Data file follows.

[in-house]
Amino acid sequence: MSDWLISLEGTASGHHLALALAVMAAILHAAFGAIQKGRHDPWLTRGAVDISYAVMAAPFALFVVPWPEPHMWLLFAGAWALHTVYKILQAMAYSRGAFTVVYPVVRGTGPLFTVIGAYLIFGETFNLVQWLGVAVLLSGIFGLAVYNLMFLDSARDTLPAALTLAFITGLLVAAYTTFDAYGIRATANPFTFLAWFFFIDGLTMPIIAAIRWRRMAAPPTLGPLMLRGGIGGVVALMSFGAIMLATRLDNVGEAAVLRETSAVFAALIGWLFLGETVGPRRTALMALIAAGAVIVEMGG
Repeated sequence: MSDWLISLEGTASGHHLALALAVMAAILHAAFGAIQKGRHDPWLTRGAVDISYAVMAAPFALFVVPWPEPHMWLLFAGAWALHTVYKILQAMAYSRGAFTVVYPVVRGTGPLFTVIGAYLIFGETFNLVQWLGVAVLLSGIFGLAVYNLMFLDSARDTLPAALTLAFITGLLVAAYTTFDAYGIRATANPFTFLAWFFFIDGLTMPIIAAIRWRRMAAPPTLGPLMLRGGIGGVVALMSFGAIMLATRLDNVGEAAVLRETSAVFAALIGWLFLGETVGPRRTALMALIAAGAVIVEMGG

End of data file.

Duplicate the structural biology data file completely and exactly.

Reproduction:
[in-house]
Amino acid sequence: MSDWLISLEGTASGHHLALALAVMAAILHAAFGAIQKGRHDPWLTRGAVDISYAVMAAPFALFVVPWPEPHMWLLFAGAWALHTVYKILQAMAYSRGAFTVVYPVVRGTGPLFTVIGAYLIFGETFNLVQWLGVAVLLSGIFGLAVYNLMFLDSARDTLPAALTLAFITGLLVAAYTTFDAYGIRATANPFTFLAWFFFIDGLTMPIIAAIRWRRMAAPPTLGPLMLRGGIGGVVALMSFGAIMLATRLDNVGEAAVLRETSAVFAALIGWLFLGETVGPRRTALMALIAAGAVIVEMGG
Repeated sequence: MSDWLISLEGTASGHHLALALAVMAAILHAAFGAIQKGRHDPWLTRGAVDISYAVMAAPFALFVVPWPEPHMWLLFAGAWALHTVYKILQAMAYSRGAFTVVYPVVRGTGPLFTVIGAYLIFGETFNLVQWLGVAVLLSGIFGLAVYNLMFLDSARDTLPAALTLAFITGLLVAAYTTFDAYGIRATANPFTFLAWFFFIDGLTMPIIAAIRWRRMAAPPTLGPLMLRGGIGGVVALMSFGAIMLATRLDNVGEAAVLRETSAVFAALIGWLFLGETVGPRRTALMALIAAGAVIVEMGG